• FT-EPR imaging;
  • surface coil array;
  • Oxo63;
  • single point imaging;
  • in vivo imaging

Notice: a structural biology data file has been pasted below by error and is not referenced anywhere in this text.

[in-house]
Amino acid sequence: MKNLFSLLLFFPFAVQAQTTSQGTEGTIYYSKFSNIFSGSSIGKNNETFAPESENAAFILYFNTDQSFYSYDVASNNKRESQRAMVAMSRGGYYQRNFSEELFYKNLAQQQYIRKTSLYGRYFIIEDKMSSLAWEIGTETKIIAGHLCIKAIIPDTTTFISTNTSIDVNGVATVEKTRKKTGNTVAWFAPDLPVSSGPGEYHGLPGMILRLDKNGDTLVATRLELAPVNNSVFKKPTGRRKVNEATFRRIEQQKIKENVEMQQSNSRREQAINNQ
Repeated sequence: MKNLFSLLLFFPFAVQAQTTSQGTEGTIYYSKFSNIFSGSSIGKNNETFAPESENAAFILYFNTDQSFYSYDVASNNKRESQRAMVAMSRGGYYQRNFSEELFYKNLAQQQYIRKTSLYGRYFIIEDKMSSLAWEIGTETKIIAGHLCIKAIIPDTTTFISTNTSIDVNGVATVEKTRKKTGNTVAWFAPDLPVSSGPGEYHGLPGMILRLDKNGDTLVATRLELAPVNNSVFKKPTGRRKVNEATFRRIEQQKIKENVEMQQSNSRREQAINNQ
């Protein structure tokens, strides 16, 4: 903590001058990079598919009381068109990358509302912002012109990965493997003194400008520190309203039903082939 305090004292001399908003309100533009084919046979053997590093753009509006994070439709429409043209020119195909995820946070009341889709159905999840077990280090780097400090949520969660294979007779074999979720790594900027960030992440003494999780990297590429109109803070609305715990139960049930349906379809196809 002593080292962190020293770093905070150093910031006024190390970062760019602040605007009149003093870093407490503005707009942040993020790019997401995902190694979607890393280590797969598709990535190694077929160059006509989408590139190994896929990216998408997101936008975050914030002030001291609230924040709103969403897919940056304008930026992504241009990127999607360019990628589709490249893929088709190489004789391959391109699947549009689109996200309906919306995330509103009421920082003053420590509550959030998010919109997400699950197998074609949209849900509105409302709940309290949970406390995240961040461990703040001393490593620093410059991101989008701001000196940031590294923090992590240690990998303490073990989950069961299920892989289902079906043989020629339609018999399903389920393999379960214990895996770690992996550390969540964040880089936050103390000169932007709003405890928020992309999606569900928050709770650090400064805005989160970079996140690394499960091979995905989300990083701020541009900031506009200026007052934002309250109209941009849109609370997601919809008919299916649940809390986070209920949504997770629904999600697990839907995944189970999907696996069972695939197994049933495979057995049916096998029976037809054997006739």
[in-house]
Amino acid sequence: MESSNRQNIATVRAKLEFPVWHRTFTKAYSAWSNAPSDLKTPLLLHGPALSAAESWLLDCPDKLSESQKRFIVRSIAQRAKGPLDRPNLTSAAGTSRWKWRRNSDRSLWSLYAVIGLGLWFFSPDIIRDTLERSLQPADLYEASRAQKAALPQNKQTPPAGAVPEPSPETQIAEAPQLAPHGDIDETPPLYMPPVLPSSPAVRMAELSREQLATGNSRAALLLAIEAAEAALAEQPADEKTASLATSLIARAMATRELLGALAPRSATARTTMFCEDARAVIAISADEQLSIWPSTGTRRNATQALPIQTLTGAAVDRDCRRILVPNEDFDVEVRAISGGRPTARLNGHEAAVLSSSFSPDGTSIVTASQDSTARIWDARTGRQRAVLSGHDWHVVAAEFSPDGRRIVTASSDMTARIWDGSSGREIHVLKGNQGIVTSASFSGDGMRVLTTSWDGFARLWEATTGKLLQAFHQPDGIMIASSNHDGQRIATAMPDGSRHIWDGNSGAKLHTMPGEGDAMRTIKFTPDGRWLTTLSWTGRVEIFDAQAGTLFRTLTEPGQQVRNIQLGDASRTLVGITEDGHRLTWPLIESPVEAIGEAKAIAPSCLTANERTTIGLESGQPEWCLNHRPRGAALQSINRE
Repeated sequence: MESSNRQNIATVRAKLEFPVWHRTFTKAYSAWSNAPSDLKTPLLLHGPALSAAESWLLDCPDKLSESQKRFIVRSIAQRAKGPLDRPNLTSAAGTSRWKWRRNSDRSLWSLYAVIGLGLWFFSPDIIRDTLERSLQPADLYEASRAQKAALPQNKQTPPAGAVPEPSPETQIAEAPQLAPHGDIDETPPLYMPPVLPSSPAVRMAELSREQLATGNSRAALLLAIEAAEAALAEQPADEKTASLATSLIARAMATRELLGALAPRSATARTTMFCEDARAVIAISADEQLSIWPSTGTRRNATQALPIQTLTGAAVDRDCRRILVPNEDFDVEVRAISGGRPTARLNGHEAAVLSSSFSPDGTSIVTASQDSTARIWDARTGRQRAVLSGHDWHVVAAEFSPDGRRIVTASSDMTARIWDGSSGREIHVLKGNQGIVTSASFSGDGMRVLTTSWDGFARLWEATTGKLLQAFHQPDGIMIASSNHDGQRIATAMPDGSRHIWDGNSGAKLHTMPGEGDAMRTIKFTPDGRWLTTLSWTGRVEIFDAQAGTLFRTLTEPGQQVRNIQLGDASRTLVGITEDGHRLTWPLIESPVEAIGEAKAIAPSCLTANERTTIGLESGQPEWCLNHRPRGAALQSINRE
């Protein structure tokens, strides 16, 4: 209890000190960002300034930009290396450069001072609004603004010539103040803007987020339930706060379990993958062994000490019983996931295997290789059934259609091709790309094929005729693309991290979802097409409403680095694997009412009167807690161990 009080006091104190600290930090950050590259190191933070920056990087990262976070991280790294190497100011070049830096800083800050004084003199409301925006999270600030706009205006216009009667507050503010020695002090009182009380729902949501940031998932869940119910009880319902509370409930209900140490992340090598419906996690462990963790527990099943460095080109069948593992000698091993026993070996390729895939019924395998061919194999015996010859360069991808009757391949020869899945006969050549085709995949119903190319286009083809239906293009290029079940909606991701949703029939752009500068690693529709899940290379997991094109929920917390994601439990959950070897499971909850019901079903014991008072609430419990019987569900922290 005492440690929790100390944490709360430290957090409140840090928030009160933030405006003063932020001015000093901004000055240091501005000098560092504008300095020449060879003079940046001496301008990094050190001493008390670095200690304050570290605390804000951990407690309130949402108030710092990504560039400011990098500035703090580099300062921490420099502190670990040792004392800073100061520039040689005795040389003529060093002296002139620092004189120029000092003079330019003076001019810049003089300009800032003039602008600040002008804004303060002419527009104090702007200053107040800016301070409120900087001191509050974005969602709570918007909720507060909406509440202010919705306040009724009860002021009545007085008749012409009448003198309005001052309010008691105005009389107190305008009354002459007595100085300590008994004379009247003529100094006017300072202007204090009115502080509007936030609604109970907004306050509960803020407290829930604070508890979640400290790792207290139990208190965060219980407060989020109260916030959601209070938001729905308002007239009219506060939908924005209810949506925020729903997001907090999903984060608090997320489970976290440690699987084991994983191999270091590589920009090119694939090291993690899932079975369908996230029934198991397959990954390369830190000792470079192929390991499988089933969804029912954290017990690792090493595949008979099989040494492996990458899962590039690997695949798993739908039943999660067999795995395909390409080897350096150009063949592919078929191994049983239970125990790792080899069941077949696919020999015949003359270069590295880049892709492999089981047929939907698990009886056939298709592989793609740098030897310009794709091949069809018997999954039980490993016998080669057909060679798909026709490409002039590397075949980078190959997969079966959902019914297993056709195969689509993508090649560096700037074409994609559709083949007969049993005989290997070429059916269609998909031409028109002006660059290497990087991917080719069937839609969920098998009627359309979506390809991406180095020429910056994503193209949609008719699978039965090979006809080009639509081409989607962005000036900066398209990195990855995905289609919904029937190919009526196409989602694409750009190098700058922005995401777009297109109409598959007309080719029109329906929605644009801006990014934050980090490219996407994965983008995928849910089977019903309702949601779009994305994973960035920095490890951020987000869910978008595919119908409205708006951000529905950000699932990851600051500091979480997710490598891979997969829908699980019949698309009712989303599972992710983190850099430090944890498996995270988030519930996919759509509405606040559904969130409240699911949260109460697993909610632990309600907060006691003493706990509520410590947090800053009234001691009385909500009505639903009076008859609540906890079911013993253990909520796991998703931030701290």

Time-domain electron paramagnetic resonance imaging is currently a useful preclinical molecular imaging modality in experimental animals such as mice and is capable of quantitatively mapping hypoxia in tumor implants. The microseconds range relaxation times (T1 and T2) of paramagnetic tracers and the large bandwidths (tens of MHz) to be excited by electron paramagnetic resonance pulses for spatial encoding makes imaging of large objects a challenging task. The possibility of using multiple array coils to permit studies on large sized object is the purpose of the present work. Toward this end, the use of planar array coils in different configurations to image larger objects than cannot be fully covered by a single resonator element is explored. Multiple circular surface coils, which are arranged in a plane or at suitable angles mimicking a volume resonator, are used in imaging a phantom and a tumor-bearing mouse leg. The image was formed by combining the images collected from the individual coils with suitable scaling. The results support such a possibility. By multiplexing or interleaving the measurements from each element of such array resonators, one can scale up the size of the subject and at the same time reduce the radiofrequency power requirements and increase the sensitivity. Magn Reson Med 71:853–858, 2014. © 2013 Wiley Periodicals, Inc.